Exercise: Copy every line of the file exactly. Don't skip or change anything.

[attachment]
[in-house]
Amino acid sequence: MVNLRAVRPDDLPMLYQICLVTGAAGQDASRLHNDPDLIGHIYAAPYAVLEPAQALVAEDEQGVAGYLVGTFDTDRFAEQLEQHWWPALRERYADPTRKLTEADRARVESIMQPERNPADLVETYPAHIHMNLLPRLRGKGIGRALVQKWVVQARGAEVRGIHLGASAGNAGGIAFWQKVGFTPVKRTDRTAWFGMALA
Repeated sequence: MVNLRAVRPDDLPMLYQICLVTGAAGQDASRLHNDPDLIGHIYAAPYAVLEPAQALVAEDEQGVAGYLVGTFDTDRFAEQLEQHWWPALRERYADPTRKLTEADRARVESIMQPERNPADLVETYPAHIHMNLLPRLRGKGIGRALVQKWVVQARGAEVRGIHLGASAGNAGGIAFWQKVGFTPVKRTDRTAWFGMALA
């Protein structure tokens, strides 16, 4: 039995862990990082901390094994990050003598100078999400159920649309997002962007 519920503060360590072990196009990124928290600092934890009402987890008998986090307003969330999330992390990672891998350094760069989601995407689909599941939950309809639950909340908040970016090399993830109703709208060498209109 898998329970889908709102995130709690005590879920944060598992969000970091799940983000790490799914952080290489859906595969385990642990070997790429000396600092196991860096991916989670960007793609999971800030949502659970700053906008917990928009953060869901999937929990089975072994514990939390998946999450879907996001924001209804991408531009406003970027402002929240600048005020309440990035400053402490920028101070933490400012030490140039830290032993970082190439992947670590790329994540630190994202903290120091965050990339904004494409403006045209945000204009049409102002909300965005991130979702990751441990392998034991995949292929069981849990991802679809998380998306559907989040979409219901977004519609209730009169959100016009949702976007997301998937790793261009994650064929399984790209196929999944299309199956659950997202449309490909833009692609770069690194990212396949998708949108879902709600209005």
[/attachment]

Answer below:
[in-house]
Amino acid sequence: MVNLRAVRPDDLPMLYQICLVTGAAGQDASRLHNDPDLIGHIYAAPYAVLEPAQALVAEDEQGVAGYLVGTFDTDRFAEQLEQHWWPALRERYADPTRKLTEADRARVESIMQPERNPADLVETYPAHIHMNLLPRLRGKGIGRALVQKWVVQARGAEVRGIHLGASAGNAGGIAFWQKVGFTPVKRTDRTAWFGMALA
Repeated sequence: MVNLRAVRPDDLPMLYQICLVTGAAGQDASRLHNDPDLIGHIYAAPYAVLEPAQALVAEDEQGVAGYLVGTFDTDRFAEQLEQHWWPALRERYADPTRKLTEADRARVESIMQPERNPADLVETYPAHIHMNLLPRLRGKGIGRALVQKWVVQARGAEVRGIHLGASAGNAGGIAFWQKVGFTPVKRTDRTAWFGMALA
């Protein structure tokens, strides 16, 4: 039995862990990082901390094994990050003598100078999400159920649309997002962007 519920503060360590072990196009990124928290600092934890009402987890008998986090307003969330999330992390990672891998350094760069989601995407689909599941939950309809639950909340908040970016090399993830109703709208060498209109 898998329970889908709102995130709690005590879920944060598992969000970091799940983000790490799914952080290489859906595969385990642990070997790429000396600092196991860096991916989670960007793609999971800030949502659970700053906008917990928009953060869901999937929990089975072994514990939390998946999450879907996001924001209804991408531009406003970027402002929240600048005020309440990035400053402490920028101070933490400012030490140039830290032993970082190439992947670590790329994540630190994202903290120091965050990339904004494409403006045209945000204009049409102002909300965005991130979702990751441990392998034991995949292929069981849990991802679809998380998306559907989040979409219901977004519609209730009169959100016009949702976007997301998937790793261009994650064929399984790209196929999944299309199956659950997202449309490909833009692609770069690194990212396949998708949108879902709600209005």